The inventory of the personal property of Captain Edmund Clark was filed May 8, 1815, in Jefferson county, Kentucky, by D. Fitzhugh, administrator of his estate, and was appraised at a total of $2,641.25. Book 2, pp. 136,137.


Lucy Clark, whose portrait will be found in the frontispiece to this chapter, was the second daughter of John and Ann Rogers Clark, and was born in Caroline county, Virginia, September 15, 1767. She was the wife of William Croghan, who came to America from Ireland when quite young. He was the nephew of the celebrated George Croghan, who was long in the employ of the British as Indian agent under Sir William Johnson. Like his uncle, William Croghan took sides with the Americans and joined, with a company, the army of Washington, in the region of Pittsburgh. He was assigned to Colonel Weedon's Virginia regiment, shortly after the battle of Long Island, and continued in active service for years.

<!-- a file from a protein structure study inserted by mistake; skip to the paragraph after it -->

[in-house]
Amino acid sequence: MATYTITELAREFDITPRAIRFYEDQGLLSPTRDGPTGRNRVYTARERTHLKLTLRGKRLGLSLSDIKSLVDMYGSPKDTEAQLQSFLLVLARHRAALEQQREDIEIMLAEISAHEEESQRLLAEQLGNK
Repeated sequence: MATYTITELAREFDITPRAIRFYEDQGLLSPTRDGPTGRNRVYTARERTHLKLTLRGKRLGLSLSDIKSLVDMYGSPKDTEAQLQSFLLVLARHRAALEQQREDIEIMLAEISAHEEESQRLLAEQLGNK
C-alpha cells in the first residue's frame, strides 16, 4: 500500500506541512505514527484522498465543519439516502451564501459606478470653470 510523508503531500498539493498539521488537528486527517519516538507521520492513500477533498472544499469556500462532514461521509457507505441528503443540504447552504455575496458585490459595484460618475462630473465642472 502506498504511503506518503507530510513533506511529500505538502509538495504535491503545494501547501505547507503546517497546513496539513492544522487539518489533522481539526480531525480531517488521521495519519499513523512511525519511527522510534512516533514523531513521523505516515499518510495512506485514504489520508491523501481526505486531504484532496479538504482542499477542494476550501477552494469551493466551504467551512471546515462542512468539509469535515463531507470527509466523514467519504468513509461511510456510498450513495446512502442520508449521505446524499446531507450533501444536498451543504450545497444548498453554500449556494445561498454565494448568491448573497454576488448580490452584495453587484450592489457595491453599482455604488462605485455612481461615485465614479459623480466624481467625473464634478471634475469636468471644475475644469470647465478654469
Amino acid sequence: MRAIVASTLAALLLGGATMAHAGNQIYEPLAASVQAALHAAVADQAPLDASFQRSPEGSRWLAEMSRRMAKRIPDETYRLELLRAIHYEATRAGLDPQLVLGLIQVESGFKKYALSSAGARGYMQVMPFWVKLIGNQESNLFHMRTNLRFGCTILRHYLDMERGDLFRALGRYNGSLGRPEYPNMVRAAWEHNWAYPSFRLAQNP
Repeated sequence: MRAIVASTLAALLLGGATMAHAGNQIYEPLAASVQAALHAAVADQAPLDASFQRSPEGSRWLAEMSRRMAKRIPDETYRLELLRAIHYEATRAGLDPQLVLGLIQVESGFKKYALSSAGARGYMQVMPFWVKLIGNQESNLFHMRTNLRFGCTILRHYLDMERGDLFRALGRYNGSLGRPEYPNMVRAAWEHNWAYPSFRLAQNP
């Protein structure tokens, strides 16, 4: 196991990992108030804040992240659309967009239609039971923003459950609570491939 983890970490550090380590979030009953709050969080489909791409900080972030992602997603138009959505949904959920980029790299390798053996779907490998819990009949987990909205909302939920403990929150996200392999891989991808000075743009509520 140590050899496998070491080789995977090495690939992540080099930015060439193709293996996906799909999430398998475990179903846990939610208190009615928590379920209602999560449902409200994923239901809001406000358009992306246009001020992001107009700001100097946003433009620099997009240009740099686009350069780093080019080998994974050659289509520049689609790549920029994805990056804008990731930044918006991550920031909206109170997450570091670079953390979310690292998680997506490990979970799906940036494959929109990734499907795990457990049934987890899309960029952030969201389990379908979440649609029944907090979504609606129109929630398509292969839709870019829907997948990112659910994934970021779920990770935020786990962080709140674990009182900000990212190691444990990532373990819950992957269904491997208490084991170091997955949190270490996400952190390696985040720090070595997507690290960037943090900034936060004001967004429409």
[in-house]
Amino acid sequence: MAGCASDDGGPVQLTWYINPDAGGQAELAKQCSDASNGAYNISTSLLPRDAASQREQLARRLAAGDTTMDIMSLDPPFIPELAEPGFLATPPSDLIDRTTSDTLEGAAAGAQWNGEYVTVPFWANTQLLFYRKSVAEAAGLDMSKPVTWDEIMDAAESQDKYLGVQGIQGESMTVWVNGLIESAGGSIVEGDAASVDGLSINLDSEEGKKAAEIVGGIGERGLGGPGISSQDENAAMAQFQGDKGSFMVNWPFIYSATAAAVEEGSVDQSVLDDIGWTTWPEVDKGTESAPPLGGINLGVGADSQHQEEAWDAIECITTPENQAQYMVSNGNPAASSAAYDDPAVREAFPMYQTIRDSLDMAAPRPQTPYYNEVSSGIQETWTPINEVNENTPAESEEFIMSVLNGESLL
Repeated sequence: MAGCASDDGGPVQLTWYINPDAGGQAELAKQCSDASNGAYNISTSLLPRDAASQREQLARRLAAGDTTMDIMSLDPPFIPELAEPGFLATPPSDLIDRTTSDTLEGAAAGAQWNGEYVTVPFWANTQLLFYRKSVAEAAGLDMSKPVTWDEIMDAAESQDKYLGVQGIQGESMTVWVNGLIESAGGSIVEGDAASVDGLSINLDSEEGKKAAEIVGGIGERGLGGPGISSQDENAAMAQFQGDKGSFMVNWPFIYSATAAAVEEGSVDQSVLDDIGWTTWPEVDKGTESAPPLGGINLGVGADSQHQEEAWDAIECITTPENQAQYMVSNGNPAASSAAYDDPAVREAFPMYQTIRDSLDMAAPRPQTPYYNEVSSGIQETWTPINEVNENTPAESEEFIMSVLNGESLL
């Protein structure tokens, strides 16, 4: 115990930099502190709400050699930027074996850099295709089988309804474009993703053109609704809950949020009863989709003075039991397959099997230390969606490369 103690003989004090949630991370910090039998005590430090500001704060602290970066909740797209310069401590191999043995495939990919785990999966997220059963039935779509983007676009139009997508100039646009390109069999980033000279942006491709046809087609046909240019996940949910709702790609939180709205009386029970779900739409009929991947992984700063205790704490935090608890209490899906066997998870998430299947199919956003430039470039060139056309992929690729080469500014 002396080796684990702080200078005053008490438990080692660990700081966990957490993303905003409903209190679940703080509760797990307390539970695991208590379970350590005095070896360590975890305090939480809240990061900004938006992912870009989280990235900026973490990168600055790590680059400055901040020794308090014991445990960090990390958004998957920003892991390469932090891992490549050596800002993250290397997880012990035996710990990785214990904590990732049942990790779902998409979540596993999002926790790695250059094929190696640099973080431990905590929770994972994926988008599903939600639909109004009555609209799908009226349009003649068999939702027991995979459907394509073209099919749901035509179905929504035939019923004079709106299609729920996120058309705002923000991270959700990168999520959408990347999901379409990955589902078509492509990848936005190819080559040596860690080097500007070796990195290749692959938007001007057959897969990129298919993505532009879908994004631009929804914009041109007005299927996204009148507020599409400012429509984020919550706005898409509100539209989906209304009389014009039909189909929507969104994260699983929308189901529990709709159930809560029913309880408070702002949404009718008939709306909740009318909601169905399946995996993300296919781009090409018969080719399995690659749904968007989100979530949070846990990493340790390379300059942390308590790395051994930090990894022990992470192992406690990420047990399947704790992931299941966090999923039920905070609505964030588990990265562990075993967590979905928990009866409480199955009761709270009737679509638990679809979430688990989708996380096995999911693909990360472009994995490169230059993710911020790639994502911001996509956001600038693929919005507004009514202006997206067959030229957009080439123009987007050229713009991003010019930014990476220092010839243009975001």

He was promoted to be a major in 1778, and was assigned to Colonel John Neville's Fourth Virginia Regiment and participated in the battle of Monmouth. He marched with the Virginia troops to Charleston, South Carolina, where the whole American army at that place was compelled to surrender to the enemy. In 1781 he was paroled and returned to Virginia, in company with his friend, Colonel Jonathan Clark, and for a time was the guest of Colonel Clark's father at the family residence, in Caroline county. The transition from the exposures and hardships of army and prison life to the comforts and enjoyments of this hospitable Virginia home was doubtless most enjoyable, and all the more so, as he was brought into agreeable female society from which he had been long deprived. One of these young ladies was Miss Lucy Clark, the young and attractive daughter of the host, and it is not at all surprising that an attachment sprung up between them, which ended in their marriage a few years later. John Clark, her father, removed with his family to the falls of the Ohio in 1784, and as Miss Lucy was there, Major Croghan came also in due season, and they were married soon after, and finally settled at Locust Grove, a few miles above Louisville, where they continued to reside the rest of their lives. He died in September, 1822, in the seventieth year of his age, and she in April, 1838, in her seventy-first year. (NOTE: January 12, 1830, Lucy Croghan, sister of George Rogers Clark, made a will devising to her daughter Serina E. Croghan and her granddaughter Angelick Croghan the "land the south of Tennessee" which had belonged to her brother George Rogers Clark, also fee-simple of certain property in Louisville, Kentucky, to her grandchildren, George and John Croghan. Will probated June 1, 1840. (Records of Jefferson county, Kentucky.) )